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I didn't see the specials either. Heck, I didn't even know about them. BUT, I did know that Ron had been killed trying to save Nicole. I do remember hearing that during the criminal trial.

 

 

And now I want to see those specials, dammit!

 

 

 

GHScorpiosRule~

 

SPECIALS ALERTO.J. SIMPSON: Fame and Scandal and Autopsy: O.J. Simpson Murder Trial will be repeated tonight at 9:00 and 10:00 respectively on REELZ Network (which for Verizon is Ch. 233).  The first one will again repeat at midnight.

 

ETA:  Looks like they're also on Saturday, too:

Fame and Scandal       2:30p.m.

Autopsy                        8:00 p.m.

 

Hope you get to catch them!

Edited by Tunia
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GHScorpiosRule~

 

SPECIALS ALERTO.J. SIMPSON: Fame and Scandal and Autopsy: O.J. Simpson Murder Trial will be repeated tonight at 9:00 and 10:00 respectively on REELZ Network (which for Verizon is Ch. 233).  The first one will again repeat at midnight.

 

Hope you get to catch them!

 

 

Thanks for the BOLDED reminder, Tunia! Now get thee to Thy View and tell me your thoughts about today! Hee!

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This is an interesting article about the case and where the prosecution went wrong.  Attorneys for OJ and even a juror's attorney and most importantly the original deputy DA who got sick on the eve of trial.  http://www.pbs.org/wgbh/pages/frontline/oj/themes/prosecution.html

 

A hint according to one of the jurors it was the lack of blood evidence.  The jury surmised anyone involved in that bloodbath would be covered in blood.  A common theme-the prosecution's case was too long and they tried it too quickly.

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From the episode 01 thread:

I didn't see the specials either. Heck, I didn't even know about them. BUT, I did know that Ron had been killed trying to save Nicole. I do remember hearing that during the criminal trial.

And for all that the defense/Cochran made this case abour race, and not about an abusive monster, all the outrage was for Nicole, which was right, but Poor Ron was forgotten in the middle of the circus frenzy. You would think that Nicole was the only victim, if it hadn't been for Fred Goldman, who made sure to remind everyone that his son had also been murdered that night.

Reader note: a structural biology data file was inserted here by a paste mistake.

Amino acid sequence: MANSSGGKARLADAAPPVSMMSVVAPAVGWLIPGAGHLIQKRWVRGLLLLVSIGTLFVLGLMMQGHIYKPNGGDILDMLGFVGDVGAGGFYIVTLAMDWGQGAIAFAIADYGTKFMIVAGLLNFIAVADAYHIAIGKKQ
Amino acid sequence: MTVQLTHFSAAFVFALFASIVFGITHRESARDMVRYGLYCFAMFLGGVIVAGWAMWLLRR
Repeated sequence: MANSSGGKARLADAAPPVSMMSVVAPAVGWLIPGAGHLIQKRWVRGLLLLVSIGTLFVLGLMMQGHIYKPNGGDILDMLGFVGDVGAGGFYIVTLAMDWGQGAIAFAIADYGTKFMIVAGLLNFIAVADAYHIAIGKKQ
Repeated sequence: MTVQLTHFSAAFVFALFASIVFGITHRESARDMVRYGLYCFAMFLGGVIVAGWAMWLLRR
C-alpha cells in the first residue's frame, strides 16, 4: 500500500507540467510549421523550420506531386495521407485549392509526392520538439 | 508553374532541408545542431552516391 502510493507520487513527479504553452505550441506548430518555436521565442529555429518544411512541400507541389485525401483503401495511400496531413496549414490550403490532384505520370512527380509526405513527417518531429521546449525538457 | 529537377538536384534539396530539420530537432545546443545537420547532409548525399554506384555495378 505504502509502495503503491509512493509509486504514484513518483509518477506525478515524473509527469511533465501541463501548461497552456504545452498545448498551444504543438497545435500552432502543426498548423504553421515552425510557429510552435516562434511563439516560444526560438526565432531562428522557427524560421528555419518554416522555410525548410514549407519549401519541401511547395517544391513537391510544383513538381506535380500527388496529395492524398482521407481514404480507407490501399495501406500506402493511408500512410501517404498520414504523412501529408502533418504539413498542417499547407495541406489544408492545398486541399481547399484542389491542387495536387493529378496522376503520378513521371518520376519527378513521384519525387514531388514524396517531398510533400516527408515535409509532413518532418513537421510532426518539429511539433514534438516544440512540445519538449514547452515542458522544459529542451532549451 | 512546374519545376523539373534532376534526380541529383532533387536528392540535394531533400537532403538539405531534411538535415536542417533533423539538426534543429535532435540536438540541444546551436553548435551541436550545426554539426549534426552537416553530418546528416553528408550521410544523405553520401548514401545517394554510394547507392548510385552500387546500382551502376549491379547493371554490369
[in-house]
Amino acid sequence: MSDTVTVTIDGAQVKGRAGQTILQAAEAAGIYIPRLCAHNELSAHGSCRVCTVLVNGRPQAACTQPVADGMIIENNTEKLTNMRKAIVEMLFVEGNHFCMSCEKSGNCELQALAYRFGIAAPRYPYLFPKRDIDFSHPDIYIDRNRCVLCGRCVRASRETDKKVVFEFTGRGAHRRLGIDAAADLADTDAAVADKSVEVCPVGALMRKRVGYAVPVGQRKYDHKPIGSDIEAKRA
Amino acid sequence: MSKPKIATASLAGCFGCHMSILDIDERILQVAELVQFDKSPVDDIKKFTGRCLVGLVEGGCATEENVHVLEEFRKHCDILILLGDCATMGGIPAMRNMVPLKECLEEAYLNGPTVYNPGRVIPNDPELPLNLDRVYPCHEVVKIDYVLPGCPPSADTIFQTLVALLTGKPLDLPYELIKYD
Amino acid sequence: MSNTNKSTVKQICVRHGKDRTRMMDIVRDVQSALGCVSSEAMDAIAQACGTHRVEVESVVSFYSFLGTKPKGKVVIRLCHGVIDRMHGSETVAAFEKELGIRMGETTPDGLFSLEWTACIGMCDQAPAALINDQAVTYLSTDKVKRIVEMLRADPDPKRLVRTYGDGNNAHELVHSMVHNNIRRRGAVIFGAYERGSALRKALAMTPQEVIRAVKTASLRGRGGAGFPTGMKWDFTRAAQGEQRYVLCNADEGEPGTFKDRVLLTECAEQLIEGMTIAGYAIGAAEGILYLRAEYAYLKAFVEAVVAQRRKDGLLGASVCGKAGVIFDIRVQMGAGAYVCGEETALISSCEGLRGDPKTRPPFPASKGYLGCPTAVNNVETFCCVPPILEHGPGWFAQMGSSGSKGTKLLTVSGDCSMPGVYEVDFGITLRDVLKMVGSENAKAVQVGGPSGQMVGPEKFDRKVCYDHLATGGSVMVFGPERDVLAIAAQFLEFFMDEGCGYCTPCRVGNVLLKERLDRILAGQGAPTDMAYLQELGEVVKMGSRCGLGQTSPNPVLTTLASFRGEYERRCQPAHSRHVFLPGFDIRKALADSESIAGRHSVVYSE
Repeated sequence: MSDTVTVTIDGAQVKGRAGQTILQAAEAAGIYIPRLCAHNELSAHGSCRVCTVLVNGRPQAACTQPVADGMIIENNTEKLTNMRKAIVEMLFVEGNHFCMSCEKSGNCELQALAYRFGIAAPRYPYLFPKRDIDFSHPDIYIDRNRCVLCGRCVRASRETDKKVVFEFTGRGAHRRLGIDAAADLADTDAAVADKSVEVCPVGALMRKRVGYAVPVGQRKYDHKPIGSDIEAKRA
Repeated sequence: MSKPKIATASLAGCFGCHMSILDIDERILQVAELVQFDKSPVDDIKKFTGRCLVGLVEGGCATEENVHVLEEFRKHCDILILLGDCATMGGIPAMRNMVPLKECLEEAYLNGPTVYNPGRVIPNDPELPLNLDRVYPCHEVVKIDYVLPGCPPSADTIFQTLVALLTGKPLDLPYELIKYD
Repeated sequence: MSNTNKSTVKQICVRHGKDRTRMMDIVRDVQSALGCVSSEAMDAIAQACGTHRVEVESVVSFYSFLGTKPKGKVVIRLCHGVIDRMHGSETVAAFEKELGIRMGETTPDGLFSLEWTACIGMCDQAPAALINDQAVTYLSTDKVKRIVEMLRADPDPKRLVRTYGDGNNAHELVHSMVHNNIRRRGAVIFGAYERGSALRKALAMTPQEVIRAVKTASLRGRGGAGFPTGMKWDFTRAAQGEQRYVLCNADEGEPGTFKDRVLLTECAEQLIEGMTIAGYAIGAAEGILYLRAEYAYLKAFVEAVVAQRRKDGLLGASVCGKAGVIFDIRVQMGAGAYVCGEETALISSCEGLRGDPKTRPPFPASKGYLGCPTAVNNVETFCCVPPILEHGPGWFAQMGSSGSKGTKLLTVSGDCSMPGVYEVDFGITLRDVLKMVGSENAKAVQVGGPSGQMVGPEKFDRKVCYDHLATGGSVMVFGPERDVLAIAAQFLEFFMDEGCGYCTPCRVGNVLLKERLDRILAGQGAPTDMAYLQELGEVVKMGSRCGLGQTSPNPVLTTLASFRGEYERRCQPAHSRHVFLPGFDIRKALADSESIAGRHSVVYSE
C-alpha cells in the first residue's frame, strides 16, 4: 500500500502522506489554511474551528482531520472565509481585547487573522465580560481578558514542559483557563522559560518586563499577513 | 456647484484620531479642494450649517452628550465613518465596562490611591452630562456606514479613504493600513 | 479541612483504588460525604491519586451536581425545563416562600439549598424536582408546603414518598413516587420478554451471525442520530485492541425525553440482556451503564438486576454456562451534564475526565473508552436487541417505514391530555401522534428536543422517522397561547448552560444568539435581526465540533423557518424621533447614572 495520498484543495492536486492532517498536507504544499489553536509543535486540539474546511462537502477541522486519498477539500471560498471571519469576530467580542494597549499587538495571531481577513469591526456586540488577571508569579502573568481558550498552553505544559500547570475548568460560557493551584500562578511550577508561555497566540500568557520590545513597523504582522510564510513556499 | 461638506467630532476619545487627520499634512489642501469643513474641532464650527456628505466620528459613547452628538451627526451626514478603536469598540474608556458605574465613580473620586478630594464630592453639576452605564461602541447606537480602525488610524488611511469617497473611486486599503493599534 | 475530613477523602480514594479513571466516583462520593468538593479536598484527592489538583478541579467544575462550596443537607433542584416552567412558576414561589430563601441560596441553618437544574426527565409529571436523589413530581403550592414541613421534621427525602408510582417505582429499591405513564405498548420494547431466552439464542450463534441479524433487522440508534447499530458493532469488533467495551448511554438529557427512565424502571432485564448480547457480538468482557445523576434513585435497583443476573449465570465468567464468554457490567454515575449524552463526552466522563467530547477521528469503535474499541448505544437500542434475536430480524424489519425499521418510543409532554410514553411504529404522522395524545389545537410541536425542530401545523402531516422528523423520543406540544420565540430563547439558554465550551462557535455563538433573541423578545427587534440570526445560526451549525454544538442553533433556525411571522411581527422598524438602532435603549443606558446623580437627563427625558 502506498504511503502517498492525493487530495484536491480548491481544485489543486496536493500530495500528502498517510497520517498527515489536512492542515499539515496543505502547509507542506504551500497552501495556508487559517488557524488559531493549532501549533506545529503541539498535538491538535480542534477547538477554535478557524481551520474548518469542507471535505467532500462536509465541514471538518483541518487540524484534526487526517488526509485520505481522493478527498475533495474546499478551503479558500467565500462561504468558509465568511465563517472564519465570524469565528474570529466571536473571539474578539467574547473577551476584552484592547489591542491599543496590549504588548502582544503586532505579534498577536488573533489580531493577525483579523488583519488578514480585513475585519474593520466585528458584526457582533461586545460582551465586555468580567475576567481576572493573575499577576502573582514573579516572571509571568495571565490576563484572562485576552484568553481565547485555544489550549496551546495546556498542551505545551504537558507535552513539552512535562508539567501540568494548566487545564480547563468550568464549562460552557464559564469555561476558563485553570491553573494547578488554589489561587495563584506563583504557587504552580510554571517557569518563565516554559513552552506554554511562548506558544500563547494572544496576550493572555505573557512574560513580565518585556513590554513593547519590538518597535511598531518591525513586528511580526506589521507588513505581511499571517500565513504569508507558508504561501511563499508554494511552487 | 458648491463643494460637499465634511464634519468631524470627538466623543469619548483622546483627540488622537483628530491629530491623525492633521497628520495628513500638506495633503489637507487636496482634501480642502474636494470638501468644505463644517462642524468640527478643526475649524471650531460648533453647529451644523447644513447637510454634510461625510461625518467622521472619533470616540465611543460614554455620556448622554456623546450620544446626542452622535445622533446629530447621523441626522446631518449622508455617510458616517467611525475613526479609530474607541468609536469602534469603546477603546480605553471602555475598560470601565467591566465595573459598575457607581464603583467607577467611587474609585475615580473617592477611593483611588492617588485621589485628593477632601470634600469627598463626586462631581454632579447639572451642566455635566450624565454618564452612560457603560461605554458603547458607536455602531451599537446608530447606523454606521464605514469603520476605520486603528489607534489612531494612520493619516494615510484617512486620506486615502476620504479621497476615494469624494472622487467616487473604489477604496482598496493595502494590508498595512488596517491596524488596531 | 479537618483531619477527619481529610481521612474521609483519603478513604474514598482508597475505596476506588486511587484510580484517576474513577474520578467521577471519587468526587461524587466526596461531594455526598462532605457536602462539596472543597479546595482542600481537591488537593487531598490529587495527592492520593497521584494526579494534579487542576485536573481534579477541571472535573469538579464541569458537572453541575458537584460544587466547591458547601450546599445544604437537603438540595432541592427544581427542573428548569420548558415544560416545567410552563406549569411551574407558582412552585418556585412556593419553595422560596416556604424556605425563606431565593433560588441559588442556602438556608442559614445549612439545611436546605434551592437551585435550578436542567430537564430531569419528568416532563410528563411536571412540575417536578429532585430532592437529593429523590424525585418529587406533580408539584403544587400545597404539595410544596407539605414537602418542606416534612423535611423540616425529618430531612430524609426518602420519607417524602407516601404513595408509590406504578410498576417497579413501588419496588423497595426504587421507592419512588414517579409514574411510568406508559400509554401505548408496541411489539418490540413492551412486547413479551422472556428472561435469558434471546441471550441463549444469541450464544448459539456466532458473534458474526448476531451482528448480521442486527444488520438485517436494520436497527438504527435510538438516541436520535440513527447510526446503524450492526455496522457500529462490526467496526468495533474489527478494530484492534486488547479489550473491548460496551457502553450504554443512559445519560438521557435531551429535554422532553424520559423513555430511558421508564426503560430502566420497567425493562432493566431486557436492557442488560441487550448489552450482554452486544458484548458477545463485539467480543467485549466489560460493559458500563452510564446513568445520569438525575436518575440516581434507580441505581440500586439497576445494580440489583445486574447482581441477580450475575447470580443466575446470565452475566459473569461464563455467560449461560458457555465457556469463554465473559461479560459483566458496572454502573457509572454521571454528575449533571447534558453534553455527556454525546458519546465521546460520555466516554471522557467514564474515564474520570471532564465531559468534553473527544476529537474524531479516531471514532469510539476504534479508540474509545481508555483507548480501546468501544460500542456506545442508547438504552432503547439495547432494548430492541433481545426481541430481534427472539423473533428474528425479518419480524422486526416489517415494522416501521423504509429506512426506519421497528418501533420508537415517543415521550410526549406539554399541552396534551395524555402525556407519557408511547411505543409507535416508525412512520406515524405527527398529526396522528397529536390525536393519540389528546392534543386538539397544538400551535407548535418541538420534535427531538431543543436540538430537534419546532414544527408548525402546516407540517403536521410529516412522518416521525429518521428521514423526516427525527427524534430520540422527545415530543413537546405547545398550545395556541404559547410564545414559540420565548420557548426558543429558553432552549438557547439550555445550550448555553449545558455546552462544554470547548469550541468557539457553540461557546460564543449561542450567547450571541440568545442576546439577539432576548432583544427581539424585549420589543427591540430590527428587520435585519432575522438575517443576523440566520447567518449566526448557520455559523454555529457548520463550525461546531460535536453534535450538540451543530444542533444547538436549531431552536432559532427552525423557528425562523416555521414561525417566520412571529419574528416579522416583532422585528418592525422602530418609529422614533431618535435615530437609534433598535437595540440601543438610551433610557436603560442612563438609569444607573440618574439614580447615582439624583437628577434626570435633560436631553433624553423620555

And now I want to see those specials, dammit!

I watched those specials. They were on Reelz channel. Maybe you can catch them on demand. Hope that helps you.

One of the things I found interesting from the autopsy was no evidence of cocaine use per Nicole's nasal septum. If she was using as has been put out there, autopsy did not show it.

Edited as I now see someone replied about the shows up thread. Sorry for the redundancy.

Edited by FanOfTheFans
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No, it's good, you gave me a head's up they are on tonight.  Here, in 8 minutes, one follows the other on REELZ, 238 DTV.

 

And it just started on 161 on Comcast/Xfinity. But I'm dvring it, so I won't be missing it or of there are commercials, I can zip through them.

 

Also, the O.J. Simpson tapes is being re-aired on A&E this coming Saturday at 10:01 p.m. EST.

 

Damn, I feel like it's 20 years ago, being inundated with all of this stuff!

Edited by GHScorpiosRule
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Hmph. Both of those specials sounds so interesting but unfortunately I don't get the Reelz channel. I've fallen down the rabbit hole of this case. Spent all afternoon following the various links posted in the episode thread, and reading/watching interviews, footage etc. I only have minor knowledge of the case, being that I wasn't born yet, and the first I remember hearing about OJ was when the whole "If I did it" book controversy happened, and I was still pretty young then. I'm definitely playing catch up but it's all so intriguing that I don't mind.

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I am glad I watched the specials on Reelz channel because I had forgotten about the road rage case in 2001.  He is up for parole next year. I am with Fred Goldman in hoping he doesn't get out.

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Jeffrey Toobin's book is really good, and I've just started Lawrence Schiller's. I'm at the point where Dr. Henry Lee is looking at multiple police photos of the same evidence but the pieces of evidence are in different locations in each photo. Which now makes me want to re-read all of Dr Lee's chapters on the case (he talks about it in a few of his books).

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I am glad I watched the specials on Reelz channel because I had forgotten about the road rage case in 2001.  He is up for parole next year. I am with Fred Goldman in hoping he doesn't get out.

I doubt he'll ever leave prison unless it's feet first.

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Since OJ had about 15 years of freedom he should never had, maybe the parole board won't be sympathetic to his parole request. No one would ever admit that the murder would influence a parole board's decision regarding his separate crimes, but, you never know.